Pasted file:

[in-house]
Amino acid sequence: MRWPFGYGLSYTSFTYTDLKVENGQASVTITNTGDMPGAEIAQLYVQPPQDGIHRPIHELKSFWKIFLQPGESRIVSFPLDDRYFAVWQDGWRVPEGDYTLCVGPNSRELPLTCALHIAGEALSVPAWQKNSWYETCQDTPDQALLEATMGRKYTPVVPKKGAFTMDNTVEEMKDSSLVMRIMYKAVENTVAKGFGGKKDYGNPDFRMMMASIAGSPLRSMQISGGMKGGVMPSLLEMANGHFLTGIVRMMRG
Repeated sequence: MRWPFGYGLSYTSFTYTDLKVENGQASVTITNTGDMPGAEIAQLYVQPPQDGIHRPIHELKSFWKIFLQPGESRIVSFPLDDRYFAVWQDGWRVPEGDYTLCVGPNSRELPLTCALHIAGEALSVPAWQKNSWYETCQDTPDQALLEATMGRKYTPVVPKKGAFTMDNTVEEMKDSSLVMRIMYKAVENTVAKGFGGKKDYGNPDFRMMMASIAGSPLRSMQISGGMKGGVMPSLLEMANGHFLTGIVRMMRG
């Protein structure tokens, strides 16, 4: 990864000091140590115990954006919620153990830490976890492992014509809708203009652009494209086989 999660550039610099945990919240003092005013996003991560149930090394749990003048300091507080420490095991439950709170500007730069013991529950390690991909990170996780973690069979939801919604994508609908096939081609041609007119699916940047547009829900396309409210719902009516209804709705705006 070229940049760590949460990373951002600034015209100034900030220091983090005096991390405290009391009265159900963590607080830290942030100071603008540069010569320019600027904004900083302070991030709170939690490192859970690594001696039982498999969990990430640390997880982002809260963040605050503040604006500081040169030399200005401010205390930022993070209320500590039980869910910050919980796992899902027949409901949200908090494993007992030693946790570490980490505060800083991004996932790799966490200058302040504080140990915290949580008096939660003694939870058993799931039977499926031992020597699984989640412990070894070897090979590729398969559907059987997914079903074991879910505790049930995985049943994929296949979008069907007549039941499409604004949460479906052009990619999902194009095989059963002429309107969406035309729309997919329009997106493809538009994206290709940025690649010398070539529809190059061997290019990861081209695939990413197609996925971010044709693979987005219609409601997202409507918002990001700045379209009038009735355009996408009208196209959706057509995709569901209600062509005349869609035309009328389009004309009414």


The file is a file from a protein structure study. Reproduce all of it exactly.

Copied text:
[in-house]
Amino acid sequence: MRWPFGYGLSYTSFTYTDLKVENGQASVTITNTGDMPGAEIAQLYVQPPQDGIHRPIHELKSFWKIFLQPGESRIVSFPLDDRYFAVWQDGWRVPEGDYTLCVGPNSRELPLTCALHIAGEALSVPAWQKNSWYETCQDTPDQALLEATMGRKYTPVVPKKGAFTMDNTVEEMKDSSLVMRIMYKAVENTVAKGFGGKKDYGNPDFRMMMASIAGSPLRSMQISGGMKGGVMPSLLEMANGHFLTGIVRMMRG
Repeated sequence: MRWPFGYGLSYTSFTYTDLKVENGQASVTITNTGDMPGAEIAQLYVQPPQDGIHRPIHELKSFWKIFLQPGESRIVSFPLDDRYFAVWQDGWRVPEGDYTLCVGPNSRELPLTCALHIAGEALSVPAWQKNSWYETCQDTPDQALLEATMGRKYTPVVPKKGAFTMDNTVEEMKDSSLVMRIMYKAVENTVAKGFGGKKDYGNPDFRMMMASIAGSPLRSMQISGGMKGGVMPSLLEMANGHFLTGIVRMMRG
């Protein structure tokens, strides 16, 4: 990864000091140590115990954006919620153990830490976890492992014509809708203009652009494209086989 999660550039610099945990919240003092005013996003991560149930090394749990003048300091507080420490095991439950709170500007730069013991529950390690991909990170996780973690069979939801919604994508609908096939081609041609007119699916940047547009829900396309409210719902009516209804709705705006 070229940049760590949460990373951002600034015209100034900030220091983090005096991390405290009391009265159900963590607080830290942030100071603008540069010569320019600027904004900083302070991030709170939690490192859970690594001696039982498999969990990430640390997880982002809260963040605050503040604006500081040169030399200005401010205390930022993070209320500590039980869910910050919980796992899902027949409901949200908090494993007992030693946790570490980490505060800083991004996932790799966490200058302040504080140990915290949580008096939660003694939870058993799931039977499926031992020597699984989640412990070894070897090979590729398969559907059987997914079903074991879910505790049930995985049943994929296949979008069907007549039941499409604004949460479906052009990619999902194009095989059963002429309107969406035309729309997919329009997106493809538009994206290709940025690649010398070539529809190059061997290019990861081209695939990413197609996925971010044709693979987005219609409601997202409507918002990001700045379209009038009735355009996408009208196209959706057509995709569901209600062509005349869609035309009328389009004309009414």